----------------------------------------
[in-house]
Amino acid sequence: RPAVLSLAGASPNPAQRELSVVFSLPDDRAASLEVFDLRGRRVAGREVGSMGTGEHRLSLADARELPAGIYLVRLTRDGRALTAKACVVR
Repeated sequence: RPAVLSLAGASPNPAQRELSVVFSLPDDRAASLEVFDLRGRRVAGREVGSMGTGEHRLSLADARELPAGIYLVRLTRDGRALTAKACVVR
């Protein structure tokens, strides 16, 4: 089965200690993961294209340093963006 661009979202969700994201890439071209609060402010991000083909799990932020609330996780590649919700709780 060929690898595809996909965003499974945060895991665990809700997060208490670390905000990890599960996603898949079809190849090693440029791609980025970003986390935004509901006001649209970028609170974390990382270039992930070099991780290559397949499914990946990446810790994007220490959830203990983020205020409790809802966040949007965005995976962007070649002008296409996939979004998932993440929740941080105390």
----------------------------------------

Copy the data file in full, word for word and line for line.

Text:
[in-house]
Amino acid sequence: RPAVLSLAGASPNPAQRELSVVFSLPDDRAASLEVFDLRGRRVAGREVGSMGTGEHRLSLADARELPAGIYLVRLTRDGRALTAKACVVR
Repeated sequence: RPAVLSLAGASPNPAQRELSVVFSLPDDRAASLEVFDLRGRRVAGREVGSMGTGEHRLSLADARELPAGIYLVRLTRDGRALTAKACVVR
């Protein structure tokens, strides 16, 4: 089965200690993961294209340093963006 661009979202969700994201890439071209609060402010991000083909799990932020609330996780590649919700709780 060929690898595809996909965003499974945060895991665990809700997060208490670390905000990890599960996603898949079809190849090693440029791609980025970003986390935004509901006001649209970028609170974390990382270039992930070099991780290559397949499914990946990446810790994007220490959830203990983020205020409790809802966040949007965005995976962007070649002008296409996939979004998932993440929740941080105390």